Impact of Fertilizing With Raw or Anaerobically-Digested Sewage Sludge on the Abundance of Antibiotic-Resistant Coliforms, Antibiotic Resistance Genes and Pathogenic Bacteria in Soil, and on Vegetables at Harvest.
Rahube, T.O., Marti, R., Scott, A., Tien, Y.C., Murray, R.L., Sabourin, L., Zhang, Y., Duenk, P.W., Lapen, D.R., and Topp, E. (2014). "Impact of Fertilizing With Raw or Anaerobically-Digested Sewage Sludge on the Abundance of Antibiotic-Resistant Coliforms, Antibiotic Resistance Genes and Pathogenic Bacteria in Soil, and on Vegetables at Harvest.", Applied and Environmental Microbiology, 80(22), pp. 6898-6907. doi : 10.1128/AEM.02389-14 Access to full text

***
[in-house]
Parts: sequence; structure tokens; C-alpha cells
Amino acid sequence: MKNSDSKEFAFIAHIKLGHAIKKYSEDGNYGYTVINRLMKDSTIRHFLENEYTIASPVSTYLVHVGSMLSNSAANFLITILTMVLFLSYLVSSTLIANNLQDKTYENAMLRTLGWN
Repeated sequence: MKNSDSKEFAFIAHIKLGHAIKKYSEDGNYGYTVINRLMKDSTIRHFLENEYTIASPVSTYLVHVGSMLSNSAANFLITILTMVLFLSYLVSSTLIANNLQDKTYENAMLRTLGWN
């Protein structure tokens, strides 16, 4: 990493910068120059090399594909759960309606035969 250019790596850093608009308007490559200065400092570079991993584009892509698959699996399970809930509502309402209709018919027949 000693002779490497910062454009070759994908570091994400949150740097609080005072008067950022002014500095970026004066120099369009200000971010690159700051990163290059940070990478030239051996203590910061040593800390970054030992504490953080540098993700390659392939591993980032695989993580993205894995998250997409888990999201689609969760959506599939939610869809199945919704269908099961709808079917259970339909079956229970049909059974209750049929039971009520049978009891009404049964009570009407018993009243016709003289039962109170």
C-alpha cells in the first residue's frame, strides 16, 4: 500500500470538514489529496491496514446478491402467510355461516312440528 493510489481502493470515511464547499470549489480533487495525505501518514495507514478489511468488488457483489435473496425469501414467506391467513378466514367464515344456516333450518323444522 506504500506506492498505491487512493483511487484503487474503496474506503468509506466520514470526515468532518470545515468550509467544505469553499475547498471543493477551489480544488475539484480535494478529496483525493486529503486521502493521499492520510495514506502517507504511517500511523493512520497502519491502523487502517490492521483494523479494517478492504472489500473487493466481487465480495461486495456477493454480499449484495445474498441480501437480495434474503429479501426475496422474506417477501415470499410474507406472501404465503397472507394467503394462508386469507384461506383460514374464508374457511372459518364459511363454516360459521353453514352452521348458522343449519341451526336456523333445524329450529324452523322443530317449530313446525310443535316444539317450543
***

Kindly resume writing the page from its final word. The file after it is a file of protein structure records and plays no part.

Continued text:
The consumption of crops fertilized with human waste represents a potential route of exposure to antibiotic resistant fecal bacteria. The present study evaluated the abundance of bacteria and antibiotic resistance genes using both culture-dependent and molecular methods. Various vegetables (lettuce, carrots, radish and tomatoes) were sown into field plots fertilized inorganically or with Class B biosolids, or with untreated municipal sewage sludge and harvested when of marketable quality. Analysis of viable pathogenic bacteria or antibiotic-resistant coliform bacteria on plate counts did not reveal significant treatment effects of fertilization with Class B biosolids or untreated sewage sludge on the vegetables. Numerous targeted genes associated with antibiotic resistance and mobile genetic elements were detected by PCR in soil and on vegetables at harvest from plots that received no organic amendment. However, in the season of application, vegetables harvested from plots treated with either material carried gene targets not detected in the absence of amendment. Several gene targets evaluated using qPCR were considerably more abundant on vegetables harvested from sewage sludge-treated plots compared to controls in the season of application, whereas vegetables harvested the following year revealed no treatment effect. Overall, results of the present study suggest that producing vegetable crops in ground fertilized with human waste without appropriate delay or pre-treatment will result in an additional burden of antibiotic resistance genes on the harvested crops. Managing human exposure to antibiotic resistance genes carried in human waste must be undertaken through judicious agricultural practice.
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